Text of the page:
Looking Beyond Standard Model Cosmology: Making A Case For Development Of Observational Tools For Alternative Models
A typical galaxy contains billions and trillions of stars, like our closest neighbor, the Sun. In the field of Cosmology, a single galaxy is considered to be the unit quantity to study the vast and amazing Universe. With bigger and better telescopes, we are able to observe and catalog millions of such galaxies and quasars (very bright “active” galactic centers). If we were to observe the Universe around us, at large distances, more or less the distribution of these galaxies appears to be isotropic — which means that there is no preferred direction in the Universe. Another way we know this isotropy exists is because we are surrounded by uniformly-distributed light from the early Universe in all directions (precisely speaking, microwave radiation known as the Cosmic Microwave Background (CMB)).
Also, there is no reason to believe that we are in any special place in the Universe, as our galaxy is no more than a speck of dust in the vast multitude of galaxies just like any other one. If we assume that we are not in any special location in the Universe to observe the isotropy, meaning that there is no preferred location in the Universe, then all the locations are treated on equal footing. This is also called the Copernican principle. Observationally, it is difficult to “prove” this assumption. We observe on the past lightcone at a single cosmological time, which means that we can only directly test isotropy based on our worldline (that which traces our path in the spacetime). Since isotropy about all galaxy worldlines implies homogeneity, and we cannot observe all the worldlines, we adopt a Copernican Principle (i.e. our worldline is not special) and we deduce the so-called “Cosmological Principle” on the basis of isotropy we observe. When we combine this principle with a theory of gravity like general relativity and bring in the ingredients that we know based on fundamental physics, we get the standard model of the Universe.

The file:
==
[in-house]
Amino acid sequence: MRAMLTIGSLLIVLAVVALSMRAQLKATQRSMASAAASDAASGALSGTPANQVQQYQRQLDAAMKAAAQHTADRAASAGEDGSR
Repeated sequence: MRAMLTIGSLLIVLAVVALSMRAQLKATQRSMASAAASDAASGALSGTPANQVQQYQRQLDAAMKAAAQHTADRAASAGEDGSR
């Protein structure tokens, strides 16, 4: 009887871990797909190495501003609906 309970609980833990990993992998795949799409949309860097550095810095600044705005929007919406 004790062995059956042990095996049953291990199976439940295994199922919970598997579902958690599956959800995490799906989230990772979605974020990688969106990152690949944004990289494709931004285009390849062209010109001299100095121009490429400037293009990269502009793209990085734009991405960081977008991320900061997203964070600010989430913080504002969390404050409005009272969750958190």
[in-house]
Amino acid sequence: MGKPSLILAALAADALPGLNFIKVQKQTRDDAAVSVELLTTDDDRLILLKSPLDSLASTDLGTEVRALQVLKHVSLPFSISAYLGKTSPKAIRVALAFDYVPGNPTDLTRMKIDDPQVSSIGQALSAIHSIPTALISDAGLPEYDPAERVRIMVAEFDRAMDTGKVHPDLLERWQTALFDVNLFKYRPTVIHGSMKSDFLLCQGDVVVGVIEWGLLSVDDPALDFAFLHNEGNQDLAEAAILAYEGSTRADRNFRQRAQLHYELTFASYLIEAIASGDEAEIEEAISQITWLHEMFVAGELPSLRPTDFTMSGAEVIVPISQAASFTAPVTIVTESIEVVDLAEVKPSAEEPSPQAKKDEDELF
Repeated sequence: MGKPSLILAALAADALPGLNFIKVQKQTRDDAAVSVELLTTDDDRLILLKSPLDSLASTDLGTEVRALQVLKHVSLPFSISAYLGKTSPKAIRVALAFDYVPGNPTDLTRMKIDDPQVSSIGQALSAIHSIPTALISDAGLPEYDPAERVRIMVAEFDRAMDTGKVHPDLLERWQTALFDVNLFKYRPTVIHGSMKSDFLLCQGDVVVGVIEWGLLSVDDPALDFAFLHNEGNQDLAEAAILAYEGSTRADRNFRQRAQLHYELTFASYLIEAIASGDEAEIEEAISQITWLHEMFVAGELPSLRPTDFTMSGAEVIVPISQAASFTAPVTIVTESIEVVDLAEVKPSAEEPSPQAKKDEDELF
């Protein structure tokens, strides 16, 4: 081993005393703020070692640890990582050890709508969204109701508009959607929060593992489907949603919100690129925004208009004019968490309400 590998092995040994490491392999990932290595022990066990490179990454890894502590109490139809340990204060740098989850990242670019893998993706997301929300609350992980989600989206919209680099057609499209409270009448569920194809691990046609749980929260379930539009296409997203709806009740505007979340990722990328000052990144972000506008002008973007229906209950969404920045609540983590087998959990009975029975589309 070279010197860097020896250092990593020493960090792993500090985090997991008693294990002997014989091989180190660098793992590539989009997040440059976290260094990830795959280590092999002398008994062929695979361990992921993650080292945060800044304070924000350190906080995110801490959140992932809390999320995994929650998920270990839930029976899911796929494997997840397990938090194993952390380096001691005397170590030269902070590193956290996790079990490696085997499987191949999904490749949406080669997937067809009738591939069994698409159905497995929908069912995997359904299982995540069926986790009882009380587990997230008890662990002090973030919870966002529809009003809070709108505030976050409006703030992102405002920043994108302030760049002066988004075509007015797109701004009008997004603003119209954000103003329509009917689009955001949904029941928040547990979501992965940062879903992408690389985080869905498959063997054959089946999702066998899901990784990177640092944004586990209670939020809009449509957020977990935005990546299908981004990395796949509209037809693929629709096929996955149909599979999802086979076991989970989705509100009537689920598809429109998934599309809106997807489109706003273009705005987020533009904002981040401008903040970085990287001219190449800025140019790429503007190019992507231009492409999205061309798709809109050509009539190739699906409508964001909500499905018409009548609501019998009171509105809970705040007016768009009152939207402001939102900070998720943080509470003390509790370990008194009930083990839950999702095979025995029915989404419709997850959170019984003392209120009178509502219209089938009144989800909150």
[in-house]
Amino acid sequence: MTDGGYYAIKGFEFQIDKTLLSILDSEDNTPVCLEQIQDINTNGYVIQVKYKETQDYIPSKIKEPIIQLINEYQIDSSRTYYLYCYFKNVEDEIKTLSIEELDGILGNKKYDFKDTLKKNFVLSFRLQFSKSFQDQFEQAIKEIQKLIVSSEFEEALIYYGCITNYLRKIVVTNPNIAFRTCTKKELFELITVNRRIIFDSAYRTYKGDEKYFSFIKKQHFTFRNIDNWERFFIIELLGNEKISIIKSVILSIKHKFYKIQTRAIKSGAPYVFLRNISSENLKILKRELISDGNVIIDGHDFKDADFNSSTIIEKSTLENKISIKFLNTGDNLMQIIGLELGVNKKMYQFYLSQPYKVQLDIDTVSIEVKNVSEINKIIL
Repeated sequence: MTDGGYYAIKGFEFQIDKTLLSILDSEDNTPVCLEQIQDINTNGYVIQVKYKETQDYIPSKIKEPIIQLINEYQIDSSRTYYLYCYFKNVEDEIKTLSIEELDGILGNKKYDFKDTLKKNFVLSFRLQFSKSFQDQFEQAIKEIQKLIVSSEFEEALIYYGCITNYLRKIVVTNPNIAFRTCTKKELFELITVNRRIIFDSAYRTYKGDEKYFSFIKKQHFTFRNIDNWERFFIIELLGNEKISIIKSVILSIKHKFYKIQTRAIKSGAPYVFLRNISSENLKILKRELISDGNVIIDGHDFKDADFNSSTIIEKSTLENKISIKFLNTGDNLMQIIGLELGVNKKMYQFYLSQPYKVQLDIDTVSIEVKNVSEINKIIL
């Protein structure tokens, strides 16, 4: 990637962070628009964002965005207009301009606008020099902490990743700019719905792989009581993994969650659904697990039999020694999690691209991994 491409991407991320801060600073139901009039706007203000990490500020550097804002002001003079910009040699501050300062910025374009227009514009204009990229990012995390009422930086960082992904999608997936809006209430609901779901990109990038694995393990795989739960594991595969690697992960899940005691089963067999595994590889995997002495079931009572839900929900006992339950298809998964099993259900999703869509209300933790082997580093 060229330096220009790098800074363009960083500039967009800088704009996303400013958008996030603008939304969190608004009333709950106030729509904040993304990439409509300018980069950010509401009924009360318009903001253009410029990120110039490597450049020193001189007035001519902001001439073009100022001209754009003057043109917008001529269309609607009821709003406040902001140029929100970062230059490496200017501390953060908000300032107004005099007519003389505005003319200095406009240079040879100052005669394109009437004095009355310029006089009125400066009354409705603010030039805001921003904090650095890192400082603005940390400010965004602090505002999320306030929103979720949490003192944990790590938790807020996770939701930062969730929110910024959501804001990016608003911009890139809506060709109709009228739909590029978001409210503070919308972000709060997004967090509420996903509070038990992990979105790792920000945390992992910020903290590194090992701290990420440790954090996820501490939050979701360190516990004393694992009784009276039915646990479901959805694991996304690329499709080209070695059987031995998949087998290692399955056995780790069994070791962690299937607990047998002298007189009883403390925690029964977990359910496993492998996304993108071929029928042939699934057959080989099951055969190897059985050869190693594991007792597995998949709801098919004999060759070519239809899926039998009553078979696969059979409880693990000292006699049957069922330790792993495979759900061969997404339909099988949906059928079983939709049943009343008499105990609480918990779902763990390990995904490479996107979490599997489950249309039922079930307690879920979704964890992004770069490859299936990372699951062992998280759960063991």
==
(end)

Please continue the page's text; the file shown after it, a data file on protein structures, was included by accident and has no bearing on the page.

The most widely-accepted model of the Universe is called the Lambda CDM model. This model is based on the existence of two exotic ingredients that we have not directly observed in a laboratory, namely dark matter & dark energy. According to this model, only 4% of the observed Universe is made of the matter and energy we know of, and the rest of the 96% is unknown. Dark matter is an elusive, (almost) all-pervading, a non-baryonic substance that interacts only through gravity. Direct detection and laboratory study of dark matter is, therefore, an open challenge as is to find a suitable dark matter candidate from particle physics. This situation is reminiscent of the quest for the aether medium in the past century. Dark energy, on the other hand, could be motivated from a cosmological constant (the purported biggest blunder of Einstein that came to the rescue). Unfortunately, the cosmological constant is so small in comparison (of the order of ~10−120) to the expectation from another successful field of physics known as the Quantum Field Theory. This discrepancy is even called the worst theoretical prediction in the history of physics!.
As we know, the development of science is based on direct observations of the hypothesis formed. As Richard Feynman nicely put it — no matter how beautiful a theory is, if it does not match with the experiments, it is wrong. Apart from this uncomfortable situation of not knowing the major part of the Universe, there are also few observational inconsistencies that irk cosmologists in whole-heartedly supporting the standard model of the Universe. We also know that general relativity is not reconciled with quantum mechanics (another observationally strong field of physics). So, in principle we could be looking at alternative models of gravity as well, to look beyond general relativity (which is leading us to the standard model). Hence, there is a growing interest in extending cosmology beyond the standard Lambda CDM model.